Hudson author writes about moving forward after divorce
By Ed Karvoski Jr., Contributing Writer
Hudson – Hudson native Christine Griffin has served as a town assessor since 2003. She has worked as a relationship and performance coach since 2010. Recently, she added another job to her resume: self-published author of “Divorced: So What, Now What?” A well-attended book launch took place Sept. 29 at Harvest Café on Washington Street, where she also volunteers as facilitator of a monthly divorce support group.
Griffin wanted to help others by chronicling her experience of moving forward after what she describes as “a high-conflict divorce.”
The couple married in 1998 after knowing each other for about 10 years.
“I had met my ex back in high school,” she said. “We separated in 2001 and the divorce became final in 2004 because it was a high-conflict divorce.”
Following the divorce, Griffin returned to school and earned a bachelor's degree. Then she became a certified relationship and performance coach. She also purchased a condominium, where she lives with the couple's now teenage son.
“It took me a long time, but I absolutely love my life now,” she said. “All of these accomplishments – as well as buying a condo in my hometown, which I never thought I's be able to afford – really gave me more confidence and the ability to be able to do more. In 2011, I travelled to Hawaii and Italy in the same year. These are the kinds of things that I never envisioned my life to look like.”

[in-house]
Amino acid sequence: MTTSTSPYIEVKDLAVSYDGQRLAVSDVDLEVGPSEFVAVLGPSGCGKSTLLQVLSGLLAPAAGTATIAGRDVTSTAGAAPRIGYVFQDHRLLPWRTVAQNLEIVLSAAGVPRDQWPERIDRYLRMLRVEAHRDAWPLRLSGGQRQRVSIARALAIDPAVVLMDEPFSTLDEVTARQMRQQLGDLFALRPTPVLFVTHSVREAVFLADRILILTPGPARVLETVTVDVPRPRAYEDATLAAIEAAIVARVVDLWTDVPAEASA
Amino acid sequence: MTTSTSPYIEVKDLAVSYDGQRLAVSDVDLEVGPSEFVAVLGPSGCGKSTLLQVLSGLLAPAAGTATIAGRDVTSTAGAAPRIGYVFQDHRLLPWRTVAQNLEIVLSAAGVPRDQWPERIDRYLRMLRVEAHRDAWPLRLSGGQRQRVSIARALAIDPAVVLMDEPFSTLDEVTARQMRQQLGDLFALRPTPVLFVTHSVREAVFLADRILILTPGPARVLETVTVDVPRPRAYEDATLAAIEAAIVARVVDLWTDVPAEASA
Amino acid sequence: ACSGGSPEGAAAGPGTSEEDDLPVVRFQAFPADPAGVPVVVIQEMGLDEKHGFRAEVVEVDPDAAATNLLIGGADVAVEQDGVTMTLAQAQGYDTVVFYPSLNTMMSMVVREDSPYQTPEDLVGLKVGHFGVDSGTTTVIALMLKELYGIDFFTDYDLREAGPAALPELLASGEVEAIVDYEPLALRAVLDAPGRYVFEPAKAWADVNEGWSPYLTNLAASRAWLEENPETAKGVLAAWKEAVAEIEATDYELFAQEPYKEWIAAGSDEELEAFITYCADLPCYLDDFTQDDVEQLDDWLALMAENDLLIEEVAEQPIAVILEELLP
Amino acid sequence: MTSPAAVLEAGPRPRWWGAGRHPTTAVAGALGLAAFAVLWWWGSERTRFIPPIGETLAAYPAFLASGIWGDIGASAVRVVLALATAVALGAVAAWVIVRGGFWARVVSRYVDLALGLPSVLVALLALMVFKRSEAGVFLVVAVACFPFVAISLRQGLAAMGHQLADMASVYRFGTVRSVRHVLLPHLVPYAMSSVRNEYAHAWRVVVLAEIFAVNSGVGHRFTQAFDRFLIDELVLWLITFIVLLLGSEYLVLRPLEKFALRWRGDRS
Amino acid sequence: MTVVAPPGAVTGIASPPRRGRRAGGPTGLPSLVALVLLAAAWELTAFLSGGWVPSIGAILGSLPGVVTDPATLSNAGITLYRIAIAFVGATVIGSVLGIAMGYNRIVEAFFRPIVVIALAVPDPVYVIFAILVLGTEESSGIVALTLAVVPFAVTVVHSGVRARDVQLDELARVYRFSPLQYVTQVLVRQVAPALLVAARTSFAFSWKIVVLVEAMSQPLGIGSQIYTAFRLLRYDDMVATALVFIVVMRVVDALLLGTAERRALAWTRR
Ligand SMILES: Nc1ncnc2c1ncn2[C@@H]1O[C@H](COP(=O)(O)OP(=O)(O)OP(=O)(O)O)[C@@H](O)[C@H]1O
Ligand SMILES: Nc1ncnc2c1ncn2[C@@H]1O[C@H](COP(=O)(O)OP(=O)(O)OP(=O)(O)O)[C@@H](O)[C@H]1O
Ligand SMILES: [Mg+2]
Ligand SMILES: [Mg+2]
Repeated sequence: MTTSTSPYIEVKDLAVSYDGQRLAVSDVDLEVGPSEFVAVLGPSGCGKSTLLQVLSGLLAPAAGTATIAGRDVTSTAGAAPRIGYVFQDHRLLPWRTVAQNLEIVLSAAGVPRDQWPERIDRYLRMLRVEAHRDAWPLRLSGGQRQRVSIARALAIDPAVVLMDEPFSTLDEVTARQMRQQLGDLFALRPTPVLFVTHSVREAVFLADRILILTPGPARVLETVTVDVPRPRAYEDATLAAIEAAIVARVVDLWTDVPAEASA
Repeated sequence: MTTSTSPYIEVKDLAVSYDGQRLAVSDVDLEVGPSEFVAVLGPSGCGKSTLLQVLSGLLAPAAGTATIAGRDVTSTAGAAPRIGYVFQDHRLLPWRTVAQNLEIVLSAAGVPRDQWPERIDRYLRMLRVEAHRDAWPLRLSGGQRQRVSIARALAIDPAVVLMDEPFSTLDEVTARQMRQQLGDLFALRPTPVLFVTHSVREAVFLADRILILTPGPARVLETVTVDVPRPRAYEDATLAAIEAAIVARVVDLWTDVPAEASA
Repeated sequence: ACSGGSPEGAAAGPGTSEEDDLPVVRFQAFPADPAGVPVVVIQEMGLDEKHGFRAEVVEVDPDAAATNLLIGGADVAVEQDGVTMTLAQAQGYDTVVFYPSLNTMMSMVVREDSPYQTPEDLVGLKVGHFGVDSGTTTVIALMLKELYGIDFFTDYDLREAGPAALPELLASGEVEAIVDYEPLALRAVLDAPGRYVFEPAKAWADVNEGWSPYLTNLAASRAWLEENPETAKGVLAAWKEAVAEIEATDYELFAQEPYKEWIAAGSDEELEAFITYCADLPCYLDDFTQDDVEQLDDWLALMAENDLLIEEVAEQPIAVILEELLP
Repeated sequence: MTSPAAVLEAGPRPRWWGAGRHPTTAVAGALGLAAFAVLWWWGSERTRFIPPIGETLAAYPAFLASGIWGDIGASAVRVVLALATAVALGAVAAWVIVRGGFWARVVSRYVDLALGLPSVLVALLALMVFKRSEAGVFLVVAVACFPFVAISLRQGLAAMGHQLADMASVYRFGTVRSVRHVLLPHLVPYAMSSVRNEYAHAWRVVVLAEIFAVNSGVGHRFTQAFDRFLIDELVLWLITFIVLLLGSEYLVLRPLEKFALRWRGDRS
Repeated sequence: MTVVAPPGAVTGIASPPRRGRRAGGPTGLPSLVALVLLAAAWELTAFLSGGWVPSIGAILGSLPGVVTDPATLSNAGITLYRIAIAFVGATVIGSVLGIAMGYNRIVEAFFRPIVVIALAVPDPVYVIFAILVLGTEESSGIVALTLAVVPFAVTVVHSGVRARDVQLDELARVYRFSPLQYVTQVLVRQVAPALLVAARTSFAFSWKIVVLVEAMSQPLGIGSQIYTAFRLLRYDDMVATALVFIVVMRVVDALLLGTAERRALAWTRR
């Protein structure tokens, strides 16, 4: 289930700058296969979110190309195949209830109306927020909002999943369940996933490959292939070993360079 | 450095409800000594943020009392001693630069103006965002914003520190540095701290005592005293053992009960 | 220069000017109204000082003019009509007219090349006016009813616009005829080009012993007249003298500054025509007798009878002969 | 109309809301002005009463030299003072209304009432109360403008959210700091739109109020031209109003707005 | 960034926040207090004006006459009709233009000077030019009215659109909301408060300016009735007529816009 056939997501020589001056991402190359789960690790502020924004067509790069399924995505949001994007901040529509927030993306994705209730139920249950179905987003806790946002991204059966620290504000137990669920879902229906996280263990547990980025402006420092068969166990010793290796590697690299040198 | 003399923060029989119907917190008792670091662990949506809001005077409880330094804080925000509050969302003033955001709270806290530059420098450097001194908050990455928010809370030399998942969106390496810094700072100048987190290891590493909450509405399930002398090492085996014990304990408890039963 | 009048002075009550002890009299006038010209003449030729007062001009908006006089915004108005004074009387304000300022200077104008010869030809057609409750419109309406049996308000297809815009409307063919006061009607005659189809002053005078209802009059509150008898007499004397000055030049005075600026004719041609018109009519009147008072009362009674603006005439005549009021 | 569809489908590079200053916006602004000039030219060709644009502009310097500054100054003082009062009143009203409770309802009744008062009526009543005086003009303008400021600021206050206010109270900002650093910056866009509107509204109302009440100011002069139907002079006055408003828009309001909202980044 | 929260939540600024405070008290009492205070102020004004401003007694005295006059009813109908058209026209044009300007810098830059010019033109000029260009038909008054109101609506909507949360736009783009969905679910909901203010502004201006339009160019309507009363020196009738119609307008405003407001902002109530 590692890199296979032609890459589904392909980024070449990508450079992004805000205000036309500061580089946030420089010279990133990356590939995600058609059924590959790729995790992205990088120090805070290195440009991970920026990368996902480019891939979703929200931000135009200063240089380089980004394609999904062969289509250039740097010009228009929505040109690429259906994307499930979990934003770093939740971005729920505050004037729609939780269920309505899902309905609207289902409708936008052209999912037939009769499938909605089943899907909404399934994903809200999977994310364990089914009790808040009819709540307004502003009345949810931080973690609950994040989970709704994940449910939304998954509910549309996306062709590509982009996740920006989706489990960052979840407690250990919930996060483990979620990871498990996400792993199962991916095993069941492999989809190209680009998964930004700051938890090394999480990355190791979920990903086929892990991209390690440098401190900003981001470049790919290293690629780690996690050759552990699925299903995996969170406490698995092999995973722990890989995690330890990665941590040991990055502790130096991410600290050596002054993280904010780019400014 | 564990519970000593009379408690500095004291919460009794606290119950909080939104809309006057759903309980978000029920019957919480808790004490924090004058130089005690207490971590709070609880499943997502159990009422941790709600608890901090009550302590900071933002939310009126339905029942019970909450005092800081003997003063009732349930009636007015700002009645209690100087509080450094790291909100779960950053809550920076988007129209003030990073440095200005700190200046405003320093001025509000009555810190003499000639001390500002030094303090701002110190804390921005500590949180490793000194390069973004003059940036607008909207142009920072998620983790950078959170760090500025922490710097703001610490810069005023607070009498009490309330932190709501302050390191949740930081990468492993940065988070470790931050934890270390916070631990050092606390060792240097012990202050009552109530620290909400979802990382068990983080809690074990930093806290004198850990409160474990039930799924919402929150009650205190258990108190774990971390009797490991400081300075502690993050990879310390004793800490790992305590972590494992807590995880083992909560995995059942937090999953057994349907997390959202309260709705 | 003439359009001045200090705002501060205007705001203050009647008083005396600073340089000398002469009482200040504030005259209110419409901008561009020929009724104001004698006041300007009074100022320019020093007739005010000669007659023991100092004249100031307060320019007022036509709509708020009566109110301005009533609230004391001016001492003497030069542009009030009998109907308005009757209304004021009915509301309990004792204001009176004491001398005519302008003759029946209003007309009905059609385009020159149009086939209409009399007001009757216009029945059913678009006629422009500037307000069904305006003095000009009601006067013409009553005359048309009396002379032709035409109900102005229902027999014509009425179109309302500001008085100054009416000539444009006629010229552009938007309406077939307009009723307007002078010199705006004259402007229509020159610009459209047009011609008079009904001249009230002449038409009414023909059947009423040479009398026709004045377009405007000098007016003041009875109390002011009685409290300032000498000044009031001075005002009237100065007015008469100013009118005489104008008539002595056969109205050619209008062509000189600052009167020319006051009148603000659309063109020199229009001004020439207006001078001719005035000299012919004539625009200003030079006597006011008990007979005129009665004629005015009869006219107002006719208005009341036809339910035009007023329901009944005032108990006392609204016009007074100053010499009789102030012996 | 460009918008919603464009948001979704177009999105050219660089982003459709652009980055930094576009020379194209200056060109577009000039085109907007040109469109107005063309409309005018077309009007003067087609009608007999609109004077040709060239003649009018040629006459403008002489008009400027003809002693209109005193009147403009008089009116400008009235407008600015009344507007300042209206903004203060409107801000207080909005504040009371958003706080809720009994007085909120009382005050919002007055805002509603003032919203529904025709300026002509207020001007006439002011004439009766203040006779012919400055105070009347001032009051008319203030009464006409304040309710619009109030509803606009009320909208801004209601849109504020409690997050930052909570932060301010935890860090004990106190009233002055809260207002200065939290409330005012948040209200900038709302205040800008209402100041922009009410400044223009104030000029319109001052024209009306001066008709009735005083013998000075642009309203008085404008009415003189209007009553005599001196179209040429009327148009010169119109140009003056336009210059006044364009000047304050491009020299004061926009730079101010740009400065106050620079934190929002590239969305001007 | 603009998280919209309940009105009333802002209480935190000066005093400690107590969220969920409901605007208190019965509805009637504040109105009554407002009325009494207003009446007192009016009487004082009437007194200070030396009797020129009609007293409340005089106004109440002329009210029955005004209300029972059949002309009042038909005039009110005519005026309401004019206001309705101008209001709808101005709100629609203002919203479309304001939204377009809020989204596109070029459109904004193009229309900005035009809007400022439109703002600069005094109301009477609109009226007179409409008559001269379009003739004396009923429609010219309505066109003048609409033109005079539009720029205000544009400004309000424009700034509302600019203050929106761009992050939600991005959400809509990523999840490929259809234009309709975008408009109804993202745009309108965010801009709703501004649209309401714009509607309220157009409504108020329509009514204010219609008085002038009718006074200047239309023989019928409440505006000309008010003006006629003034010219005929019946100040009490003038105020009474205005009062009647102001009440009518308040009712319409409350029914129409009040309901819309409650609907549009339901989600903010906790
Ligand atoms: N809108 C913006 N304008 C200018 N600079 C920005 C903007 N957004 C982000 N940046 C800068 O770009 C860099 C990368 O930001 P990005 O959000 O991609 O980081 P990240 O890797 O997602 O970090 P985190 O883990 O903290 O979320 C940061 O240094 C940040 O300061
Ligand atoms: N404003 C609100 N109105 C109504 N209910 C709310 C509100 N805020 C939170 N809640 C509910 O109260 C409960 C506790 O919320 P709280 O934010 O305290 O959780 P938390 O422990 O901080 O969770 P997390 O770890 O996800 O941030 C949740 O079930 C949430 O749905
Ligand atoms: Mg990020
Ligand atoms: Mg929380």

In the book, Griffin advises readers to chart a new course by following the acronym LIFE: “L” is letting go; “I” is invest in yourself; “F” is fulfill your dreams and passions; and “E” is enjoy.
Griffin recognized that even with the high percentage of marriages ending in divorce, many people in that position feel as though others can's understand their experience. That's among the reasons she organized the monthly divorce support group in 2011.
“One of the hardest things that most people can relate to during the divorce process is feeling isolated and alone,” she noted. “You feel as though no one really understands what you'se going through. The benefit of this group is that a lot of people come together.”
Griffin estimates the average meeting draws six to 12 people, and sometimes close to 20. She has welcomed participants at every stage of the process, from people planning a separation to those who have been divorced 10 years. At each meeting, she encourages everyone to determine what steps they'sl take before they meet again.
“I ask them to make some sort of declaration in order to move forward – whether it's cleaning out your ex's closet, or filing the divorce papers,” she said.
Even before considering to write a book, Griffin kept a journal before, during, and after the divorce.
“People going through a divorce need to spend some time in self-reflection,” she said. “Journaling is a therapeutic way for me to put down my thoughts in a nonjudgmental form. That's when you'se going to be really honest with yourself. Oftentimes when you'se speaking with a friend you might leave out details or not be 100 percent honest. But when you really start becoming honest with yourself, that's when you can start making progress and impacting changes in your life that will move you forward. The message in my book is essentially about finding a way to get past the divorce and move forward.”
For information to attend the support group, contact Griffin at firstname.lastname@example.org.
“Divorced: So What, Now What?” is available at amazon.com or christinegriffin.net.
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